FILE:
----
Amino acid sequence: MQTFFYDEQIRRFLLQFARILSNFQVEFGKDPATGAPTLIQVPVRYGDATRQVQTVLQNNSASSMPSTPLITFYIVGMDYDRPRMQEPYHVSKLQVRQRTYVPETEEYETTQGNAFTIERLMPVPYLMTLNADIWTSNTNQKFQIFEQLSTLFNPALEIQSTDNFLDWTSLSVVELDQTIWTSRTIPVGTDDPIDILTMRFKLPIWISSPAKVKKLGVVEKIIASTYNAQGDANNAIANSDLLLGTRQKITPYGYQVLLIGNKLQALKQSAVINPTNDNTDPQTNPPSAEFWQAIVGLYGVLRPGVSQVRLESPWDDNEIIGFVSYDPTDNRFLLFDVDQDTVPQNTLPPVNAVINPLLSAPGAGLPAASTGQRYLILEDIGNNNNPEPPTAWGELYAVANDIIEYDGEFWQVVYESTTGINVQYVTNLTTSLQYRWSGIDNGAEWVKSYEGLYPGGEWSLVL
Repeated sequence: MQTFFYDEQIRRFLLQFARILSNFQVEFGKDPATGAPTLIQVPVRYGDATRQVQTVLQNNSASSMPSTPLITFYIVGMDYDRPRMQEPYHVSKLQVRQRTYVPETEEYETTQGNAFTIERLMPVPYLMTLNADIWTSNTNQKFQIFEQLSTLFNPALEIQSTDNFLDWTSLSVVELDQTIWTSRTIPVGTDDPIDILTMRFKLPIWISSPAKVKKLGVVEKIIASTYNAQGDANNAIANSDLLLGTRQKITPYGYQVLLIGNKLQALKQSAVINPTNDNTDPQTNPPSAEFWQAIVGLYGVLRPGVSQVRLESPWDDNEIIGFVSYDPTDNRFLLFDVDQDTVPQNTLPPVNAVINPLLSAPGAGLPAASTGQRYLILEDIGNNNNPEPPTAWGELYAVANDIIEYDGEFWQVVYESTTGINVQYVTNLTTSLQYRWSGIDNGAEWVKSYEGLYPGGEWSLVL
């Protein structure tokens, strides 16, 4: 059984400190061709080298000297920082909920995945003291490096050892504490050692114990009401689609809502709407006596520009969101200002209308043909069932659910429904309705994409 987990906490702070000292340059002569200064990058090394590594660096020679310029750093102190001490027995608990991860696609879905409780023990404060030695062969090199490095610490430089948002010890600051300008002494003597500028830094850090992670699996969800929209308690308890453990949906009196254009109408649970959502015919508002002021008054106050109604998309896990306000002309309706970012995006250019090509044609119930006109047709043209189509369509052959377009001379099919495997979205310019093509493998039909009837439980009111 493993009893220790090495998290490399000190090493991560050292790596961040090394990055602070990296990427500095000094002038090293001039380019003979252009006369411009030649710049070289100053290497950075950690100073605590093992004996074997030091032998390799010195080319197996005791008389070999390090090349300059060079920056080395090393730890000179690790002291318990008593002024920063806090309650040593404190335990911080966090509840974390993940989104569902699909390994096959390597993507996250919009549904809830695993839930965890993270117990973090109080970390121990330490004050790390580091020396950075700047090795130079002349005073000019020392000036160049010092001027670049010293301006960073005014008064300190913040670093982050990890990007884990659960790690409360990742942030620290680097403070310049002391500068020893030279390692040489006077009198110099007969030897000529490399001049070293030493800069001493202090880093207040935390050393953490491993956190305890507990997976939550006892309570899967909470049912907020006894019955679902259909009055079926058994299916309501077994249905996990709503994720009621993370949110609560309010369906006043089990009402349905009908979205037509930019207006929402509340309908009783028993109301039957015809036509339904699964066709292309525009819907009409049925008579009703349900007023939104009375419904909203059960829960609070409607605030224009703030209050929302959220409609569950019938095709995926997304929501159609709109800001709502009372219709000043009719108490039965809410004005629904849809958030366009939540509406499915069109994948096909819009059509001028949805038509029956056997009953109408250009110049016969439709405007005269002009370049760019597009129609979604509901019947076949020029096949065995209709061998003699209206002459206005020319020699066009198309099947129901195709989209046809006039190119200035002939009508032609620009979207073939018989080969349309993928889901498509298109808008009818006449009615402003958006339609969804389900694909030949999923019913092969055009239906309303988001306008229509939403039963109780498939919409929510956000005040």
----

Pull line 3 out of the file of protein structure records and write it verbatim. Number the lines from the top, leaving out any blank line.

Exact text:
């Protein structure tokens, strides 16, 4: 059984400190061709080298000297920082909920995945003291490096050892504490050692114990009401689609809502709407006596520009969101200002209308043909069932659910429904309705994409 987990906490702070000292340059002569200064990058090394590594660096020679310029750093102190001490027995608990991860696609879905409780023990404060030695062969090199490095610490430089948002010890600051300008002494003597500028830094850090992670699996969800929209308690308890453990949906009196254009109408649970959502015919508002002021008054106050109604998309896990306000002309309706970012995006250019090509044609119930006109047709043209189509369509052959377009001379099919495997979205310019093509493998039909009837439980009111 493993009893220790090495998290490399000190090493991560050292790596961040090394990055602070990296990427500095000094002038090293001039380019003979252009006369411009030649710049070289100053290497950075950690100073605590093992004996074997030091032998390799010195080319197996005791008389070999390090090349300059060079920056080395090393730890000179690790002291318990008593002024920063806090309650040593404190335990911080966090509840974390993940989104569902699909390994096959390597993507996250919009549904809830695993839930965890993270117990973090109080970390121990330490004050790390580091020396950075700047090795130079002349005073000019020392000036160049010092001027670049010293301006960073005014008064300190913040670093982050990890990007884990659960790690409360990742942030620290680097403070310049002391500068020893030279390692040489006077009198110099007969030897000529490399001049070293030493800069001493202090880093207040935390050393953490491993956190305890507990997976939550006892309570899967909470049912907020006894019955679902259909009055079926058994299916309501077994249905996990709503994720009621993370949110609560309010369906006043089990009402349905009908979205037509930019207006929402509340309908009783028993109301039957015809036509339904699964066709292309525009819907009409049925008579009703349900007023939104009375419904909203059960829960609070409607605030224009703030209050929302959220409609569950019938095709995926997304929501159609709109800001709502009372219709000043009719108490039965809410004005629904849809958030366009939540509406499915069109994948096909819009059509001028949805038509029956056997009953109408250009110049016969439709405007005269002009370049760019597009129609979604509901019947076949020029096949065995209709061998003699209206002459206005020319020699066009198309099947129901195709989209046809006039190119200035002939009508032609620009979207073939018989080969349309993928889901498509298109808008009818006449009615402003958006339609969804389900694909030949999923019913092969055009239906309303988001306008229509939403039963109780498939919409929510956000005040």